It was a case of mission accomplished for Wales Women in this season's Six Nations, but the final three minutes of the campaign left the bitter taste of disappointment and an opportunity lost.
The main objective Wales had was to qualify for the 2014 World Cup in France by finishing in the top four. Victories over Scotland and Italy ensured they did that, albeit by points difference ahead of the Italians.
But it could, and maybe should, have been better. A second victory in history over England was within their grasp on Sunday as they led 16-15 at Aberavon in the final match. But some weak tackling allowed England wing Sally Tuson to score a late try to snatch a 16-20 victory.
Tuson is a very powerful wing - I see her as the George North of the women's game - but four or five tackles were broken on the way to Wales' tryline.
The girls were distraught because Wales have only ever beaten England once. I was playing in that game in 2009 and we actually won 16-15 so history almost repeated itself.
The defeat had no influence on the bigger picture, however, as England would have need to put 50 points on Wales to deny them fourth place ahead of Italy.
Wales certainly improved as a squad during the campaign and the greater emphasis on fitness levels became evident. There is a professional attitude to training; they follow a similar programme to the men's team at the Welsh Rugby Union training base.
Strength, power and endurance are all as much a part of the women's game as the men's these days.
We also saw the development of the squad in terms of its strength in depth during this campaign. Wales rotated well this season, giving some youngsters valuable experience as they build towards the World Cup. When I played, we depended on the same 15 for years, but there were six changes to the side for the England game from the team that beat Italy.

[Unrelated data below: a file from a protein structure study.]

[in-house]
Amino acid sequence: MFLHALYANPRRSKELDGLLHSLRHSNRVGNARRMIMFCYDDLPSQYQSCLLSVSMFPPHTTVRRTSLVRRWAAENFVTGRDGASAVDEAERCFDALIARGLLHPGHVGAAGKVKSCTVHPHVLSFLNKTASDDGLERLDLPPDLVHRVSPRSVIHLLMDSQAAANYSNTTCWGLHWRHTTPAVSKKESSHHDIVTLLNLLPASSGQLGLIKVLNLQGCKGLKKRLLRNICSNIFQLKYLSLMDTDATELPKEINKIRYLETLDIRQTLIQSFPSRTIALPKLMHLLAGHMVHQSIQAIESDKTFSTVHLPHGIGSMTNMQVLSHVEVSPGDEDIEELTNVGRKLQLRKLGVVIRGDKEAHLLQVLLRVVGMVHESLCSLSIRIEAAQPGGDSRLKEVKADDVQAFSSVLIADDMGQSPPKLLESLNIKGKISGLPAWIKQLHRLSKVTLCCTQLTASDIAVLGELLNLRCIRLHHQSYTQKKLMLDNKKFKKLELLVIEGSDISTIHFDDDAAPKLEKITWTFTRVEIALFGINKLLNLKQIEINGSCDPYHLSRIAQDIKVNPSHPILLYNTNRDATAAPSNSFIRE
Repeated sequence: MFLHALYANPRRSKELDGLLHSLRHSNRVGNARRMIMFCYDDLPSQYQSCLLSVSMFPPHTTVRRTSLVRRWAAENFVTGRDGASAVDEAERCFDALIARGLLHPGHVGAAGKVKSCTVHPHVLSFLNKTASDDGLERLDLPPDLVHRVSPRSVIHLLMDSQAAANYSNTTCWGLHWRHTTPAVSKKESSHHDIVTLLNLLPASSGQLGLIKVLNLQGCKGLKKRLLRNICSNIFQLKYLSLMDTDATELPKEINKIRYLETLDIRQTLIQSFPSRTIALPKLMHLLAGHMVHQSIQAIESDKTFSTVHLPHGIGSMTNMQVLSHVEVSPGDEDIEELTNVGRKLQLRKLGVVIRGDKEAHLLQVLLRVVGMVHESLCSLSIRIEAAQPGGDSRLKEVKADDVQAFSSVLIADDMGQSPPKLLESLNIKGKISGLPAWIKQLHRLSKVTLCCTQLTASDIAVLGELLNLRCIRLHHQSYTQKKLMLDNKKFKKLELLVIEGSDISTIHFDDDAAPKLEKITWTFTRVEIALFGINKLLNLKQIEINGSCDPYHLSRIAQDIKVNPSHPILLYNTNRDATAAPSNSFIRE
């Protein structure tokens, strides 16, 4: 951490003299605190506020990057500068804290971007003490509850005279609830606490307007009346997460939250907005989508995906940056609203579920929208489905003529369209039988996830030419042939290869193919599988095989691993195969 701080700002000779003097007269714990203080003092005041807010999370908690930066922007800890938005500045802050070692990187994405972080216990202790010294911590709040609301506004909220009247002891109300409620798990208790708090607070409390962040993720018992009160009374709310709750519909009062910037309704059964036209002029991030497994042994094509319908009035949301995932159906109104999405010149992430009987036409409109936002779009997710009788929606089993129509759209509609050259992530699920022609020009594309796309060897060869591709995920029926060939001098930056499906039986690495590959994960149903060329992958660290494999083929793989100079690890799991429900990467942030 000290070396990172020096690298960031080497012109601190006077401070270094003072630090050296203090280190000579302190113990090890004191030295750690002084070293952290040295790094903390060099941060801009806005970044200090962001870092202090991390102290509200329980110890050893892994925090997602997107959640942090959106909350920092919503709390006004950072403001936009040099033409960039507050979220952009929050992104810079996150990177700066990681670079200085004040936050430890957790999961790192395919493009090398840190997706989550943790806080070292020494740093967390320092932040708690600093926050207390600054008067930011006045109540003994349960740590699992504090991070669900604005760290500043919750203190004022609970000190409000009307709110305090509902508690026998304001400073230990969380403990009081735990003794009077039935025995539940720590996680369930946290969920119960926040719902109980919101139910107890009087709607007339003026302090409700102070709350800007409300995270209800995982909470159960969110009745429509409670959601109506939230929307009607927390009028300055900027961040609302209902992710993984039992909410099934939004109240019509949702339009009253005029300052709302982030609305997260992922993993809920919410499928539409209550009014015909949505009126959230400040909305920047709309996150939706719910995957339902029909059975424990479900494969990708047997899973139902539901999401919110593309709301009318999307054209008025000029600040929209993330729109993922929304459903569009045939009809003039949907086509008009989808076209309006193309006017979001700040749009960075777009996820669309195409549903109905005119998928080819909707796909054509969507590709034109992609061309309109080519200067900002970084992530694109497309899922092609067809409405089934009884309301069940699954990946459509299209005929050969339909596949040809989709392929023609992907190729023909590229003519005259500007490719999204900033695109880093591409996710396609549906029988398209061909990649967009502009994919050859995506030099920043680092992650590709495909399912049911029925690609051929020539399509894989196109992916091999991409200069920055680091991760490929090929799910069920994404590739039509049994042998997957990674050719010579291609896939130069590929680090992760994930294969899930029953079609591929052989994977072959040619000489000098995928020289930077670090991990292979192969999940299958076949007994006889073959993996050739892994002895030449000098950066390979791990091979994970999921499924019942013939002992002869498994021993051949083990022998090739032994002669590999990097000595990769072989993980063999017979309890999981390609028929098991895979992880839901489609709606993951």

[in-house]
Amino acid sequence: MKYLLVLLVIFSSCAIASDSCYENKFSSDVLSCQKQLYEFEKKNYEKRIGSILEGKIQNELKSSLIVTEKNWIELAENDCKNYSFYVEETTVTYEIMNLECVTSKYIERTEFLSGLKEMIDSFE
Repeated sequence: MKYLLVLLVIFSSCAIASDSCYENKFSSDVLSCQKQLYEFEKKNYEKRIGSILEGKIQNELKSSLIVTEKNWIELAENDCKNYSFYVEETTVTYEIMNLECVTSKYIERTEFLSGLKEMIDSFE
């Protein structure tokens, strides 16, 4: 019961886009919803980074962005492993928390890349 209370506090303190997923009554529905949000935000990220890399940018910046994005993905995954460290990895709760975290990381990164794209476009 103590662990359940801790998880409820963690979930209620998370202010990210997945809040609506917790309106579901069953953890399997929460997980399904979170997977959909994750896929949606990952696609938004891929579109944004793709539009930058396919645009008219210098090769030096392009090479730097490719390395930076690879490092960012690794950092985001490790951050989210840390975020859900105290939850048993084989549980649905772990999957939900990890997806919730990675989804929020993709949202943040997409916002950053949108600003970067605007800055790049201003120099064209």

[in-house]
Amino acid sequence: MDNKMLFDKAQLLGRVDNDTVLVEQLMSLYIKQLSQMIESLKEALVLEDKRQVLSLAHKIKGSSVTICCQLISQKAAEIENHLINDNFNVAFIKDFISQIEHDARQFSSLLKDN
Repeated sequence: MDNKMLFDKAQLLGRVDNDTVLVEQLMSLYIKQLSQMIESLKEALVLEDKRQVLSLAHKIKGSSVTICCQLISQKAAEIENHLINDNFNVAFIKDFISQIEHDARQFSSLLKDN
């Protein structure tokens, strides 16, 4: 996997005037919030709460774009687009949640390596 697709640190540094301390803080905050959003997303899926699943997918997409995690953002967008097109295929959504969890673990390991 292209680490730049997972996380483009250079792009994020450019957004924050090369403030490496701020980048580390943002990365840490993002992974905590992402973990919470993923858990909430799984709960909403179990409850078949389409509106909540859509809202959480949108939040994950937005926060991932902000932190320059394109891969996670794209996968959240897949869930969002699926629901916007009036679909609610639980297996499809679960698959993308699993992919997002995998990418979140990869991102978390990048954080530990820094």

As far as negatives, they perhaps should have beaten Ireland in the opening game, where another late try proved costly. Ireland went on to win every game to secure the Grand Slam for the first time in their history, which is a great achievement, and proved how Wales played in that game.
Everyone certainly benefited from England's decision not to select many of their leading players, who instead went to play on the sevens circuit.
England have been a dominant force for years - before this season, they hadn't lost a game since Wales beat them in 2009 to win the Triple Crown. They were weakened this year, but they've got so much strength in depth. They've got the luxury of a huge player base and greater funding than all the other home nations.
Wales are certainly one of the teams closing the gap and they can start preparing for next year's World Cup with confidence and optimism.
As Wales captain Rachel Taylor said after the England game, there is so much potential in the side but things are just not quiet clicking. They need to learn how to finish sides off. When that happens and the players begin to gel, this will be a very good Wales side indeed.
Non Evans was talking to BBC Wales Sport's Dewi Hughes.